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A Complex Phenomenon

Rajat Roy

Suvira Jaiswal
Tulika Books, New Delhi, 2016, 254, 695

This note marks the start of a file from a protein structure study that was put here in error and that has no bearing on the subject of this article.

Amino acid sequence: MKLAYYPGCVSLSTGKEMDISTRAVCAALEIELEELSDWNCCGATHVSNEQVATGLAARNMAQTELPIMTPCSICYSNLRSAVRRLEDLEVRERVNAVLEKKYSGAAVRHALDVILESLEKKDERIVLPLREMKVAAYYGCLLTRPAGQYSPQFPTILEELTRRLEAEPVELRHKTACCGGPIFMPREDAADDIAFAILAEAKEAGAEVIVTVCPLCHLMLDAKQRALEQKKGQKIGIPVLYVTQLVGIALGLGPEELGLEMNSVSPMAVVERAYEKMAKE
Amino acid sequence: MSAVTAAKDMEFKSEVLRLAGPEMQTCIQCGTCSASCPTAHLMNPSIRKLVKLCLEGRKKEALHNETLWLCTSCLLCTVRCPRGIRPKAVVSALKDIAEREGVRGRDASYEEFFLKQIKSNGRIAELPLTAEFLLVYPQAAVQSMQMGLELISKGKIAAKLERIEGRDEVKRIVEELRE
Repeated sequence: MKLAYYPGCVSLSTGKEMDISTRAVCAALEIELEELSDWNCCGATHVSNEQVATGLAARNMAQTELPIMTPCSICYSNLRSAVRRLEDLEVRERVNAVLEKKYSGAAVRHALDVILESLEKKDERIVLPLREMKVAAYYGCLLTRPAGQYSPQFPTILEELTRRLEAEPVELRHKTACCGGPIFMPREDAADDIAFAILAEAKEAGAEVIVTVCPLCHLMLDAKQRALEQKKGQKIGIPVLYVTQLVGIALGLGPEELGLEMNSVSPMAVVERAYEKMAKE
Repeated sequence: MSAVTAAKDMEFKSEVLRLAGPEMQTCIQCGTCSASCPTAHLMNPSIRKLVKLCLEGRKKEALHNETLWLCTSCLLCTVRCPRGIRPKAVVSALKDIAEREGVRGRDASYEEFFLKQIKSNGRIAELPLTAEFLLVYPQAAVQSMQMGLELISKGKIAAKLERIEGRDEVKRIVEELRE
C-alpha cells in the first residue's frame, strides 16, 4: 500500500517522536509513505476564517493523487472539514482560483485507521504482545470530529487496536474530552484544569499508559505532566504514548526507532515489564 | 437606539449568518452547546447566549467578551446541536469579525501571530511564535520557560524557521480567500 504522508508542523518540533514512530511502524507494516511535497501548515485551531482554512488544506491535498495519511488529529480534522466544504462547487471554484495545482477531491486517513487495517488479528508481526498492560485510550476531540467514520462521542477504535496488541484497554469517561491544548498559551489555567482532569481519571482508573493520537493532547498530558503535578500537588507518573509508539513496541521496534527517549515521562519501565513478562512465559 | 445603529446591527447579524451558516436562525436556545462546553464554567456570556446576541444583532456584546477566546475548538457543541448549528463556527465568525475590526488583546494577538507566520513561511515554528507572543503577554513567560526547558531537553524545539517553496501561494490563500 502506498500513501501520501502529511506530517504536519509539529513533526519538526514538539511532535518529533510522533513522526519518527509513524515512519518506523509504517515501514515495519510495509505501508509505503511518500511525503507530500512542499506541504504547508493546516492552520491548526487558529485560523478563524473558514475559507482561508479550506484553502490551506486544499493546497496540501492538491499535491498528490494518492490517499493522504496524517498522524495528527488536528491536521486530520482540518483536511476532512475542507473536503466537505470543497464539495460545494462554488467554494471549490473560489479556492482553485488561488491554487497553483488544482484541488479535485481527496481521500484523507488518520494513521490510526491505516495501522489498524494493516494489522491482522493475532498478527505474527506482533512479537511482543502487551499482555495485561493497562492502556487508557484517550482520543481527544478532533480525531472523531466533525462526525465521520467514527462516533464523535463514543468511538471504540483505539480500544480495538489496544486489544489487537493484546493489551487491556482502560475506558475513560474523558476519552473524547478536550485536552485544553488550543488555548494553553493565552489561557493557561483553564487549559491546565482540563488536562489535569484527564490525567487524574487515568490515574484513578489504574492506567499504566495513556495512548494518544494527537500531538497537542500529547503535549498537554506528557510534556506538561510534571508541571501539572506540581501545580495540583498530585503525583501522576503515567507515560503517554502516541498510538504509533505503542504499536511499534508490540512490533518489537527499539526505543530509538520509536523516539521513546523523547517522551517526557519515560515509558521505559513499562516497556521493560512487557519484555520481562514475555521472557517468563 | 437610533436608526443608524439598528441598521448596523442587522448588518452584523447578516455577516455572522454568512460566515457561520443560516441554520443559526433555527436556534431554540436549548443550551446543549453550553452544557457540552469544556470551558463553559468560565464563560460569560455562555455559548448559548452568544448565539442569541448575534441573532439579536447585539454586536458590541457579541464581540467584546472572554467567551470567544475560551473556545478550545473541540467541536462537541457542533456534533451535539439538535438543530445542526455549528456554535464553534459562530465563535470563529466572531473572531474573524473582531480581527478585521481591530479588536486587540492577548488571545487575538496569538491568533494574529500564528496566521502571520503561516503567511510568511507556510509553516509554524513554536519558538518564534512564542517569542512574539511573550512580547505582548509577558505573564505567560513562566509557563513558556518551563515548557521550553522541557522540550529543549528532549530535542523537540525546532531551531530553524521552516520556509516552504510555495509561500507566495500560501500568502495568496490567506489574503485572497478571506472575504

What makes a historical text ‘untimely’* or interventionist is the appearance of the text itself. In a time when the Indian polity and social imagination mark their presence as Hindu-centric, the liberal-multicultural analogy which nonetheless dominated academia since the colonial period falls short in explaining such communal assertion of the state and its people. It is, however, in such time we have a text like The Making of Brahmanic Hegemony: Studies in Caste, Gender and Vaisnava Theology, which becomes interventionist not only by critiquing at the core of Hindutva ideology but also by retaliating against the ideology which publicly maintained liberal and secular imagination while practised a Brahmanical Hindu religion in the domain of the ‘private’. Given the fact that a text can only be ‘untimely’ or interventionist in nature when it speaks the future (and here, the telos of it would be the establishment of a caste-less, gender-less just society through a dialectical process of unfolding) or escapes the linear notion of time, Suvira Jaiswal’s book is interventionist at many levels—it questions our imagination on concepts like caste, culture, or even gender, or to be precise, it seeks to redefine Brahmanism by taking recourse to a certain historical materialism. There are only movements in history and such movements are nothing but the activities of the oppressed, the subalterns, which are nonetheless hegemonized, appropriated by monumental history. The text of Jaiswal recovers such subaltern activities and empowers the oppressed by giving them history. The text is thematically divided into three sections each of them distinct in its own way, but interlinked conceptually. The first section unfolds the meaning of caste, the second section deals with the concept of gender, and the third section explores the theological aspects of Vaisnavism. The task is to recover the discipline of history from certain attacks carried out by the political actors who disguised myth in the name of history, and as well as the academically disciplined historians ‘… who pose methodological challenges through unbridled theoretical relativism emphasizing cultural specificity and difference to the extent that it can only be termed as a reorientalization of the orient’ (p. 1). In order to carry out such a task, the author calls for a rational and scientific interpretation of the past. Thus, the text is a search for a materialistic truth to ‘Indian’ society and culture, which in turn reveals itself to be a Hindu or to ...

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